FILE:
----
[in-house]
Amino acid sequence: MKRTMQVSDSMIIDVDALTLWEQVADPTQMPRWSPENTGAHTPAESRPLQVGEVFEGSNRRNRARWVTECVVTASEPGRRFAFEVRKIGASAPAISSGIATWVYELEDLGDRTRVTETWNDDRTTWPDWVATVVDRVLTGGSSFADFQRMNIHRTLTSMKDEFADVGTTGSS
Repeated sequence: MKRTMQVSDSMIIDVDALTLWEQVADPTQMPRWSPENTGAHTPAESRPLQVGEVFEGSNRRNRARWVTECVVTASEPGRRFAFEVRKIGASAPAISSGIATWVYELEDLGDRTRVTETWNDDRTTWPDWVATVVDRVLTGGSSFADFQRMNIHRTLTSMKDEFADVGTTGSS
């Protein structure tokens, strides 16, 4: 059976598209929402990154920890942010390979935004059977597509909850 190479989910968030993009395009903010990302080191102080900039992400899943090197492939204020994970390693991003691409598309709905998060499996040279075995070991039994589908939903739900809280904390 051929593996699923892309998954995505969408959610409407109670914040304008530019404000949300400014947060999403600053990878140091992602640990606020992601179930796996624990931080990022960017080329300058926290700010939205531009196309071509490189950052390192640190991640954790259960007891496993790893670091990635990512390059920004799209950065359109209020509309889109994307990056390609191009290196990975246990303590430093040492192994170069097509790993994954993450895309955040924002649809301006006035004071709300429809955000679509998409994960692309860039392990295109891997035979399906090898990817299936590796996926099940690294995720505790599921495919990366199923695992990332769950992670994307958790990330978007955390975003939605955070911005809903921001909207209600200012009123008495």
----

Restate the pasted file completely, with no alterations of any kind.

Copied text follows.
[in-house]
Amino acid sequence: MKRTMQVSDSMIIDVDALTLWEQVADPTQMPRWSPENTGAHTPAESRPLQVGEVFEGSNRRNRARWVTECVVTASEPGRRFAFEVRKIGASAPAISSGIATWVYELEDLGDRTRVTETWNDDRTTWPDWVATVVDRVLTGGSSFADFQRMNIHRTLTSMKDEFADVGTTGSS
Repeated sequence: MKRTMQVSDSMIIDVDALTLWEQVADPTQMPRWSPENTGAHTPAESRPLQVGEVFEGSNRRNRARWVTECVVTASEPGRRFAFEVRKIGASAPAISSGIATWVYELEDLGDRTRVTETWNDDRTTWPDWVATVVDRVLTGGSSFADFQRMNIHRTLTSMKDEFADVGTTGSS
């Protein structure tokens, strides 16, 4: 059976598209929402990154920890942010390979935004059977597509909850 190479989910968030993009395009903010990302080191102080900039992400899943090197492939204020994970390693991003691409598309709905998060499996040279075995070991039994589908939903739900809280904390 051929593996699923892309998954995505969408959610409407109670914040304008530019404000949300400014947060999403600053990878140091992602640990606020992601179930796996624990931080990022960017080329300058926290700010939205531009196309071509490189950052390192640190991640954790259960007891496993790893670091990635990512390059920004799209950065359109209020509309889109994307990056390609191009290196990975246990303590430093040492192994170069097509790993994954993450895309955040924002649809301006006035004071709300429809955000679509998409994960692309860039392990295109891997035979399906090898990817299936590796996926099940690294995720505790599921495919990366199923695992990332769950992670994307958790990330978007955390975003939605955070911005809903921001909207209600200012009123008495």